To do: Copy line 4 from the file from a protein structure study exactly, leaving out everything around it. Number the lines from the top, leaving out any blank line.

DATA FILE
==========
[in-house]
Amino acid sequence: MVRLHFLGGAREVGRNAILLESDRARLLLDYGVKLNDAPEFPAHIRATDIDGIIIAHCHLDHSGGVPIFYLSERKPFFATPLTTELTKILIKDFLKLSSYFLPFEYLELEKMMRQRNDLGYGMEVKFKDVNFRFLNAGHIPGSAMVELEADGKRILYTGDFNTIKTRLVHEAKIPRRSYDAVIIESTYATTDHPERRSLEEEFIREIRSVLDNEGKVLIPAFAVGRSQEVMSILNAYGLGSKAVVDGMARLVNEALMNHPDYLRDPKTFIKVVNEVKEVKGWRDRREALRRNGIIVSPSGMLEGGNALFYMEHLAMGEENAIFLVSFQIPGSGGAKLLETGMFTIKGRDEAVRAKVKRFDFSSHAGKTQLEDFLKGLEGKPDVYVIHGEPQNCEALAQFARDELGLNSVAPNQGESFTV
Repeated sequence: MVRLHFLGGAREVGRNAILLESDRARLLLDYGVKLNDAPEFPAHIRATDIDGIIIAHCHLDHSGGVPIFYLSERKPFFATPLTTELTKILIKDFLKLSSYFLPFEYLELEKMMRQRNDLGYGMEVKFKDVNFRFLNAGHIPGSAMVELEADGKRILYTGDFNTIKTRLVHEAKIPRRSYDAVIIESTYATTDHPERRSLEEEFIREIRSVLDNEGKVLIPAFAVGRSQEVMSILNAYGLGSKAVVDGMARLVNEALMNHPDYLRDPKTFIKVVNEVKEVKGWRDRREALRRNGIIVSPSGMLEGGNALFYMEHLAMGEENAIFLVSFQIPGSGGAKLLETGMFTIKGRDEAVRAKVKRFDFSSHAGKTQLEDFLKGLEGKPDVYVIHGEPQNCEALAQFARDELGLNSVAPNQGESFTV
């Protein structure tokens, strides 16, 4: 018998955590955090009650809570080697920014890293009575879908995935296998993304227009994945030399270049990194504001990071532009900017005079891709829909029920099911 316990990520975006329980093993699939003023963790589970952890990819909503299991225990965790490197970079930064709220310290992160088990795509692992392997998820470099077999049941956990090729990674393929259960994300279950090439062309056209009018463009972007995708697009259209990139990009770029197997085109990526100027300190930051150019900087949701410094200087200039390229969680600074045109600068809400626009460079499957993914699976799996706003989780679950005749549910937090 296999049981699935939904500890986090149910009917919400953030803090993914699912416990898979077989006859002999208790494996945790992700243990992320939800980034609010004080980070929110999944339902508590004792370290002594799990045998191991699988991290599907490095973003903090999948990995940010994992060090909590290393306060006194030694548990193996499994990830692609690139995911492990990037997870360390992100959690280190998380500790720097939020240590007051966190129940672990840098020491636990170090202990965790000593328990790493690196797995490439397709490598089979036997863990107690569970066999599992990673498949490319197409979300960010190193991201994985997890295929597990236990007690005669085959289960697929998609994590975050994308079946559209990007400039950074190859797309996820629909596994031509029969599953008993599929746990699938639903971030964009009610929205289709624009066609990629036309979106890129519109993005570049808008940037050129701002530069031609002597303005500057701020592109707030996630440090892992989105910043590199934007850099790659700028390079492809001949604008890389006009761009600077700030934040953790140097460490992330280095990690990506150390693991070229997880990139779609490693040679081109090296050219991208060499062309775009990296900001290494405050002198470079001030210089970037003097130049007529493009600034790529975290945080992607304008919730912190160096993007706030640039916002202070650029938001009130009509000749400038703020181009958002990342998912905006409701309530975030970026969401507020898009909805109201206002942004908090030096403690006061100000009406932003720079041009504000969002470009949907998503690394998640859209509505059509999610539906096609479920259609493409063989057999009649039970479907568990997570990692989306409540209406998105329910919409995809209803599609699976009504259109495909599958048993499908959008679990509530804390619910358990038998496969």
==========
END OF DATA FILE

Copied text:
């Protein structure tokens, strides 16, 4: 018998955590955090009650809570080697920014890293009575879908995935296998993304227009994945030399270049990194504001990071532009900017005079891709829909029920099911 316990990520975006329980093993699939003023963790589970952890990819909503299991225990965790490197970079930064709220310290992160088990795509692992392997998820470099077999049941956990090729990674393929259960994300279950090439062309056209009018463009972007995708697009259209990139990009770029197997085109990526100027300190930051150019900087949701410094200087200039390229969680600074045109600068809400626009460079499957993914699976799996706003989780679950005749549910937090 296999049981699935939904500890986090149910009917919400953030803090993914699912416990898979077989006859002999208790494996945790992700243990992320939800980034609010004080980070929110999944339902508590004792370290002594799990045998191991699988991290599907490095973003903090999948990995940010994992060090909590290393306060006194030694548990193996499994990830692609690139995911492990990037997870360390992100959690280190998380500790720097939020240590007051966190129940672990840098020491636990170090202990965790000593328990790493690196797995490439397709490598089979036997863990107690569970066999599992990673498949490319197409979300960010190193991201994985997890295929597990236990007690005669085959289960697929998609994590975050994308079946559209990007400039950074190859797309996820629909596994031509029969599953008993599929746990699938639903971030964009009610929205289709624009066609990629036309979106890129519109993005570049808008940037050129701002530069031609002597303005500057701020592109707030996630440090892992989105910043590199934007850099790659700028390079492809001949604008890389006009761009600077700030934040953790140097460490992330280095990690990506150390693991070229997880990139779609490693040679081109090296050219991208060499062309775009990296900001290494405050002198470079001030210089970037003097130049007529493009600034790529975290945080992607304008919730912190160096993007706030640039916002202070650029938001009130009509000749400038703020181009958002990342998912905006409701309530975030970026969401507020898009909805109201206002942004908090030096403690006061100000009406932003720079041009504000969002470009949907998503690394998640859209509505059509999610539906096609479920259609493409063989057999009649039970479907568990997570990692989306409540209406998105329910919409995809209803599609699976009504259109495909599958048993499908959008679990509530804390619910358990038998496969």